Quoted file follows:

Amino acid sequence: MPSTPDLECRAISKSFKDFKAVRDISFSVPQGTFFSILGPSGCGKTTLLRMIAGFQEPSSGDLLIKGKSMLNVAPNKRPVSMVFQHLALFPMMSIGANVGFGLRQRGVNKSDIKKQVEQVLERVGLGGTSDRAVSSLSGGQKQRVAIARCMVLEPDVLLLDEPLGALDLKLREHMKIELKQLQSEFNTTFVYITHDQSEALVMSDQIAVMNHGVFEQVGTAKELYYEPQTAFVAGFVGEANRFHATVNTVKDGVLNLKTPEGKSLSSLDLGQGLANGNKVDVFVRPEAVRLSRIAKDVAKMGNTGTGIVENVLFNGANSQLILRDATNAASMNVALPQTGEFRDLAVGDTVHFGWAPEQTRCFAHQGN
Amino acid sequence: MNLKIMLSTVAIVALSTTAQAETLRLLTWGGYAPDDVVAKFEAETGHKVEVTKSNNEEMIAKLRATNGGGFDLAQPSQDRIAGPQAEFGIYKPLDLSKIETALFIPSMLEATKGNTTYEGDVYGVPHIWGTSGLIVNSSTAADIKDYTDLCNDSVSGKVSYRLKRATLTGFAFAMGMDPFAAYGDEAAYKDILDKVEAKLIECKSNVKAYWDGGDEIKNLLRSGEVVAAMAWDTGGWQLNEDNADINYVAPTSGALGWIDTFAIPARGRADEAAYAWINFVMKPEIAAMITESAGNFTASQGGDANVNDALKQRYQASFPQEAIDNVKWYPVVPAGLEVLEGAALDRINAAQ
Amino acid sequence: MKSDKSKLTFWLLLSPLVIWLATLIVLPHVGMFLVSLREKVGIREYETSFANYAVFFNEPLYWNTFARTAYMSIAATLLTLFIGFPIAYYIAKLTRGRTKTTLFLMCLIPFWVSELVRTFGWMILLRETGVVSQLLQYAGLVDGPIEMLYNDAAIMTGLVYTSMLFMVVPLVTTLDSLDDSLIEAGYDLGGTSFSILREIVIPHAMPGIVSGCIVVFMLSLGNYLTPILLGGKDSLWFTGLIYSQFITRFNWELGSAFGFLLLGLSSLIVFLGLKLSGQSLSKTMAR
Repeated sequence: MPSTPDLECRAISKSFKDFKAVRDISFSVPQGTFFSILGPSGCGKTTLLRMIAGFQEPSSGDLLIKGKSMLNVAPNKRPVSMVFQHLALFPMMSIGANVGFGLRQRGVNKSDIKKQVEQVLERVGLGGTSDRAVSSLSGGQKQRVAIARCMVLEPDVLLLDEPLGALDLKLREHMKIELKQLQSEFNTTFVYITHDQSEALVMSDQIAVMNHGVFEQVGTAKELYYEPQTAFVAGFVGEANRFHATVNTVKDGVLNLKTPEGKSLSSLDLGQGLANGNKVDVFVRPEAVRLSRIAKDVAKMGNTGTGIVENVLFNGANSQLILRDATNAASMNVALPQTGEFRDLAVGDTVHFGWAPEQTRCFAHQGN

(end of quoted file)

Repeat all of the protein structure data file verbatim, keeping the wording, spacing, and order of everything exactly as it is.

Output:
Amino acid sequence: MPSTPDLECRAISKSFKDFKAVRDISFSVPQGTFFSILGPSGCGKTTLLRMIAGFQEPSSGDLLIKGKSMLNVAPNKRPVSMVFQHLALFPMMSIGANVGFGLRQRGVNKSDIKKQVEQVLERVGLGGTSDRAVSSLSGGQKQRVAIARCMVLEPDVLLLDEPLGALDLKLREHMKIELKQLQSEFNTTFVYITHDQSEALVMSDQIAVMNHGVFEQVGTAKELYYEPQTAFVAGFVGEANRFHATVNTVKDGVLNLKTPEGKSLSSLDLGQGLANGNKVDVFVRPEAVRLSRIAKDVAKMGNTGTGIVENVLFNGANSQLILRDATNAASMNVALPQTGEFRDLAVGDTVHFGWAPEQTRCFAHQGN
Amino acid sequence: MNLKIMLSTVAIVALSTTAQAETLRLLTWGGYAPDDVVAKFEAETGHKVEVTKSNNEEMIAKLRATNGGGFDLAQPSQDRIAGPQAEFGIYKPLDLSKIETALFIPSMLEATKGNTTYEGDVYGVPHIWGTSGLIVNSSTAADIKDYTDLCNDSVSGKVSYRLKRATLTGFAFAMGMDPFAAYGDEAAYKDILDKVEAKLIECKSNVKAYWDGGDEIKNLLRSGEVVAAMAWDTGGWQLNEDNADINYVAPTSGALGWIDTFAIPARGRADEAAYAWINFVMKPEIAAMITESAGNFTASQGGDANVNDALKQRYQASFPQEAIDNVKWYPVVPAGLEVLEGAALDRINAAQ
Amino acid sequence: MKSDKSKLTFWLLLSPLVIWLATLIVLPHVGMFLVSLREKVGIREYETSFANYAVFFNEPLYWNTFARTAYMSIAATLLTLFIGFPIAYYIAKLTRGRTKTTLFLMCLIPFWVSELVRTFGWMILLRETGVVSQLLQYAGLVDGPIEMLYNDAAIMTGLVYTSMLFMVVPLVTTLDSLDDSLIEAGYDLGGTSFSILREIVIPHAMPGIVSGCIVVFMLSLGNYLTPILLGGKDSLWFTGLIYSQFITRFNWELGSAFGFLLLGLSSLIVFLGLKLSGQSLSKTMAR
Repeated sequence: MPSTPDLECRAISKSFKDFKAVRDISFSVPQGTFFSILGPSGCGKTTLLRMIAGFQEPSSGDLLIKGKSMLNVAPNKRPVSMVFQHLALFPMMSIGANVGFGLRQRGVNKSDIKKQVEQVLERVGLGGTSDRAVSSLSGGQKQRVAIARCMVLEPDVLLLDEPLGALDLKLREHMKIELKQLQSEFNTTFVYITHDQSEALVMSDQIAVMNHGVFEQVGTAKELYYEPQTAFVAGFVGEANRFHATVNTVKDGVLNLKTPEGKSLSSLDLGQGLANGNKVDVFVRPEAVRLSRIAKDVAKMGNTGTGIVENVLFNGANSQLILRDATNAASMNVALPQTGEFRDLAVGDTVHFGWAPEQTRCFAHQGN